People often describe language as being alive, and I couldn’t agree more with this description. Language adapts and evolves at an impressive rate. As language teachers, we strive to stay on top of these changes so that we’re teaching our students best practices in English. Last week I had the chance to attend a webinar on current language trends, and I thought I’d share some of the fascinating highlights with you.
The webinar, called “What’s New in Style,” was hosted by the brilliant Mark Allen and put on by Aces, the American Society for Editing. Allen covered recent updates and trends in three major North American style guides, including The Chicago Manual of Style (used primarily for publishing), The Associated Press Stylebook (used for journalism and corporate communication), and The Publication Manual of the American Psychological Association (used for education and psychology). ESL Library’s editors and writers follow The Chicago Manual of Style for the most part (though we do have an in-house style guide as well), so this session was of great interest to us.
Did you know that singular “they” was not only voted the word of the year by Merriam‑Webster, but also the word of the decade by linguists? Allen began the webinar by discussing how all three style guides treat singular “they.”
The most notable update was that The Publication Manual of the American Psychological Association, the last of the three guides withholding acceptance, now accepts singular “they” if rewriting the sentence makes it awkward or unclear. While The Chicago Manual of Style (CMOS), The Associated Press Stylebook (AP), and The Publication Manual of the American Psychological Association (APA) all state that rewording to avoid singular “they” is best (e.g., using a plural noun or restructuring so a pronoun isn’t necessary), they do accept it as a gender‑neutral pronoun. The three guides also recommend using “they” if you don’t know which gender someone prefers (and definitely using “they” if someone has stated that “they” is their preferred pronoun).
At ESL Library, singular “they” is an important issue. Our editor Ann recently blogged about The Two Uses of the Singular “They”, and I also blogged about singular “they” way back in 2012. How do we reflect current usage while not confusing our students with conflicting grammar rules? As English teachers, we have a duty to teach our students about best usage, especially when it involves inclusivity. But teaching students grammar that seems illogical isn’t something all teachers want to get into, especially with lower‑level students. For this reason, the writers and editors at ESL Library avoid singular “they” so that teachers can choose to teach it only if they think their students can handle it.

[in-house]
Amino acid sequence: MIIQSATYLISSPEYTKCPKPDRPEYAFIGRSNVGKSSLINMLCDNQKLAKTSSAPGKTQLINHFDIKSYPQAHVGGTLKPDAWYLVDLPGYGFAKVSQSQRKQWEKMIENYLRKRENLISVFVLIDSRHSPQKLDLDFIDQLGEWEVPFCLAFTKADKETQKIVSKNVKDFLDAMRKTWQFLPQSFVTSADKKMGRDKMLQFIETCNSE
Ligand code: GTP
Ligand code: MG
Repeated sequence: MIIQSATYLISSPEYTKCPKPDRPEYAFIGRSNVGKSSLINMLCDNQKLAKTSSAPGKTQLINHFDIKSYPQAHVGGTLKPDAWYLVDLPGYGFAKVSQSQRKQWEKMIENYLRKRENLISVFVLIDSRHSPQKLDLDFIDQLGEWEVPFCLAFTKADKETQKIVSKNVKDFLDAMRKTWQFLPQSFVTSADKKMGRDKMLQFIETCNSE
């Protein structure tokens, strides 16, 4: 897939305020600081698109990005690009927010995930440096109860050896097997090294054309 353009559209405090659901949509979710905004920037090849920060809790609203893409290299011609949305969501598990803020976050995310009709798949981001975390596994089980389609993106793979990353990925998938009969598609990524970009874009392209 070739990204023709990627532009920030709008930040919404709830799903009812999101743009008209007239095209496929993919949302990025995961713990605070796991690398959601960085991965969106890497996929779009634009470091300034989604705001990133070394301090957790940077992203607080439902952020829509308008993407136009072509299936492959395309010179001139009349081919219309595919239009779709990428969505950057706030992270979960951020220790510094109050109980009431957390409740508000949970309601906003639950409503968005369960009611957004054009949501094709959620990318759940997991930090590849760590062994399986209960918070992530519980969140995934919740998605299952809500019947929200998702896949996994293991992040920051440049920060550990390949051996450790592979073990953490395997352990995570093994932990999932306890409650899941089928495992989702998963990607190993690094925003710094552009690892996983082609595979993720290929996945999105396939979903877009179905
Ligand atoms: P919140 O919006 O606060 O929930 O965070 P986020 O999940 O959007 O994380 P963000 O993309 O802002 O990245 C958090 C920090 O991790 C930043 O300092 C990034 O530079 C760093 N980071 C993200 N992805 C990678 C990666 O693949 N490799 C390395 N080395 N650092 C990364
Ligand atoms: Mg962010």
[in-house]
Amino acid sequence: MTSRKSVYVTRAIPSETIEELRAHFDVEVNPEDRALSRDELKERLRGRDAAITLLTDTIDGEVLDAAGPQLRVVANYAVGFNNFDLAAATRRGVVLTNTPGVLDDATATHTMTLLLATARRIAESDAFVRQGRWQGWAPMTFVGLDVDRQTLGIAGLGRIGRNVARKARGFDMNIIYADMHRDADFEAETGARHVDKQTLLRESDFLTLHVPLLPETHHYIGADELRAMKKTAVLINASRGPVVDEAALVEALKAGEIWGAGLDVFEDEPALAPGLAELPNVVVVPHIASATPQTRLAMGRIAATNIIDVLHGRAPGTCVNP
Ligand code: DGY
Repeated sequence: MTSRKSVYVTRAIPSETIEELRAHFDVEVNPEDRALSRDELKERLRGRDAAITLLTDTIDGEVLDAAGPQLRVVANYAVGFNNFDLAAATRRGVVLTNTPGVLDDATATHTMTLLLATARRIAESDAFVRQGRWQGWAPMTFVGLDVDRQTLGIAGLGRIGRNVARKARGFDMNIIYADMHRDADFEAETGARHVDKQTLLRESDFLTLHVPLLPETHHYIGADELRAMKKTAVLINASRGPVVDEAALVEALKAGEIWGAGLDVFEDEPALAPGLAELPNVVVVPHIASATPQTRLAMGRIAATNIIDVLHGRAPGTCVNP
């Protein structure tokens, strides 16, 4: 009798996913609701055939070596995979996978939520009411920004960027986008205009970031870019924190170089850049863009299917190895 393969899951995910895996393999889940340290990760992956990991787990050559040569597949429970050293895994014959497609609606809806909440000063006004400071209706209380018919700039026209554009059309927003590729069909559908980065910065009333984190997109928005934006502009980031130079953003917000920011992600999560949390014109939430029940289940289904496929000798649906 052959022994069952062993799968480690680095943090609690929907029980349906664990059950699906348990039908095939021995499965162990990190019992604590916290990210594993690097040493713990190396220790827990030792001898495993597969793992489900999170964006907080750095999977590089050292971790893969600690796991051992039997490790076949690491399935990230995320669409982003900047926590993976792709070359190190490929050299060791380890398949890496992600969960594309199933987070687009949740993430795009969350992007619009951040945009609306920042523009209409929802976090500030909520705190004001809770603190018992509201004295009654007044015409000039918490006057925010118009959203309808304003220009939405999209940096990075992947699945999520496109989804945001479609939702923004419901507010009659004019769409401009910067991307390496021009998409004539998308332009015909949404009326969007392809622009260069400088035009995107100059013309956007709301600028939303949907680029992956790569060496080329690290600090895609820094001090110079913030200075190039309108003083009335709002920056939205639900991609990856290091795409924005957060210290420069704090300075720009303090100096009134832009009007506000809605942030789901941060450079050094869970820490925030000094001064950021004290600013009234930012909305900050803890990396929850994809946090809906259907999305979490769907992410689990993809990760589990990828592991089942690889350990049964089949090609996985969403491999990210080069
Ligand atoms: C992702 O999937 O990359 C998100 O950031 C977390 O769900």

In my personal opinion, I think it’s important to teach all uses of a word to higher‑level students—I’ve always found singular “they” to be a great discussion point! For lower levels, though, I tended to avoid teaching it unless it came up in class. Do you teach singular “they” in class? We’d love to hear your opinion in the comments section below!
Besides singular “they,” what else is new in the English language, according to the major North American style guides?
What’s New in CMOS?
- Use email, not e‑mail.
- Use internet, not Internet.
- Don’t use a colon if a sentence is grammatically correct without it.
- Don’t use a comma before too or either.
- Using adverbs (including hopefully) to modify a sentence is fine.
- Decision‑making is always hyphenated.
- Use italics for emphasis, not boldface or underscore.
- Video game titles are italicized (like movie titles).
- Capitalize Generation in Generation X.
- Capitalize the first word in a numbered list.
- Don’t capitalize the first word in a bulleted list unless it’s a complete sentence.
What’s New in AP?
- Use %, not percent or percentage.
- Use a singular verb with data, not a plural one.
- It is now acceptable to use constructions with split infinitives.
- Use a slash, not a hyphen, in constructions such as and/or and either/or.
- Don’t use hyphens if the meaning is clear without them.
- Don’t hyphenate ethnicities. Use African American, not African‑American.*
*Wondering why using a hyphen for an ethnicity is frowned upon? Allen shared this convincing argument during his presentation:
“…those hyphens serve to divide even as they are meant to connect. Their use in racial and ethnic identifiers can connote an otherness, a sense that people of color are somehow not full citizens or fully American: part American, sure, but also something not American.”
—Henry Fuhrman, Conscious Style Guide, January 23, 2018
What’s New in APA?
- Singular “they” is now acceptable.
- Always use one space after a period.
- Use quotation marks, not italics, around examples (for accessibility—some people have difficulty reading italics).
- Bulleted lists without punctuation are now acceptable.